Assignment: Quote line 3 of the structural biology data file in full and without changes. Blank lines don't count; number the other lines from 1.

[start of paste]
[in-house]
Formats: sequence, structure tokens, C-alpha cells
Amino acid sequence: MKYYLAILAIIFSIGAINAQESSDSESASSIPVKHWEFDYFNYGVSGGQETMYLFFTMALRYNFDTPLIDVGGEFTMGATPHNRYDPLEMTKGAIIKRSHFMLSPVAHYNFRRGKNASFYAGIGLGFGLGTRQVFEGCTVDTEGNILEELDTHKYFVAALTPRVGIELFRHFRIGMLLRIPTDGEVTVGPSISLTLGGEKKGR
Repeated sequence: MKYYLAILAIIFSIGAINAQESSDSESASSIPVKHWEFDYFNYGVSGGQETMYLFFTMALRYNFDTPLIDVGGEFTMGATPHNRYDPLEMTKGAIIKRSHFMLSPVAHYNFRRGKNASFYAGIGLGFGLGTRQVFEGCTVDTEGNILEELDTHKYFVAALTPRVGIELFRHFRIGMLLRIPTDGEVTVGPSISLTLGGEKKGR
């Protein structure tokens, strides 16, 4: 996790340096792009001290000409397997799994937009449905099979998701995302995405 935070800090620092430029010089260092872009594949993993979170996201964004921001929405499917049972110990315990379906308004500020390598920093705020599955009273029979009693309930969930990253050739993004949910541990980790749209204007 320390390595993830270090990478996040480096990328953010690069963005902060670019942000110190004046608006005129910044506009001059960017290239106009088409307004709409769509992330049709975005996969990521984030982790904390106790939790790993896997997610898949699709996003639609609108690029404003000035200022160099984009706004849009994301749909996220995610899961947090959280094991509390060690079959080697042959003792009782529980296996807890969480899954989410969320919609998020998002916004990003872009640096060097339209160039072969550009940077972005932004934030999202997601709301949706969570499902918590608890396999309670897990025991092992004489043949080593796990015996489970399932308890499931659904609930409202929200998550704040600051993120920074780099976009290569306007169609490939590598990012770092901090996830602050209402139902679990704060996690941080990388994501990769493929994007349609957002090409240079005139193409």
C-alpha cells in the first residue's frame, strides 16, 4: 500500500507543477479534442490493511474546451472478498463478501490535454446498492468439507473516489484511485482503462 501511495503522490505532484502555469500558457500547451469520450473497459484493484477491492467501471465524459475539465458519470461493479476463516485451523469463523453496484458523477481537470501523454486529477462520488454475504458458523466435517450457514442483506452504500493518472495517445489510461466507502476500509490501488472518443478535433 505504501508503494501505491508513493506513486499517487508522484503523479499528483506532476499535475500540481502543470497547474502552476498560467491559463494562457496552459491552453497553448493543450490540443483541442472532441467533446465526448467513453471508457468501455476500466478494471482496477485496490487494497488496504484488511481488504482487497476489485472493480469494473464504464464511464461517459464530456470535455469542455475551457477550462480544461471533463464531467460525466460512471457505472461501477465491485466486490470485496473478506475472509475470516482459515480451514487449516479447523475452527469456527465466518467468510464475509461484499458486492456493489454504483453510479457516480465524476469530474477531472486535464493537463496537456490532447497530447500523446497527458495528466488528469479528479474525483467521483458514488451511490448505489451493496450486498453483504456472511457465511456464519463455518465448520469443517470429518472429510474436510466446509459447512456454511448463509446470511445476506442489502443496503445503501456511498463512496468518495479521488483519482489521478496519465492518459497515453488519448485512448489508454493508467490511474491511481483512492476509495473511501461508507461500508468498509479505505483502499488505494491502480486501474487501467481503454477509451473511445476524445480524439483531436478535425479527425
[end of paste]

Amino acid sequence: MKYYLAILAIIFSIGAINAQESSDSESASSIPVKHWEFDYFNYGVSGGQETMYLFFTMALRYNFDTPLIDVGGEFTMGATPHNRYDPLEMTKGAIIKRSHFMLSPVAHYNFRRGKNASFYAGIGLGFGLGTRQVFEGCTVDTEGNILEELDTHKYFVAALTPRVGIELFRHFRIGMLLRIPTDGEVTVGPSISLTLGGEKKGR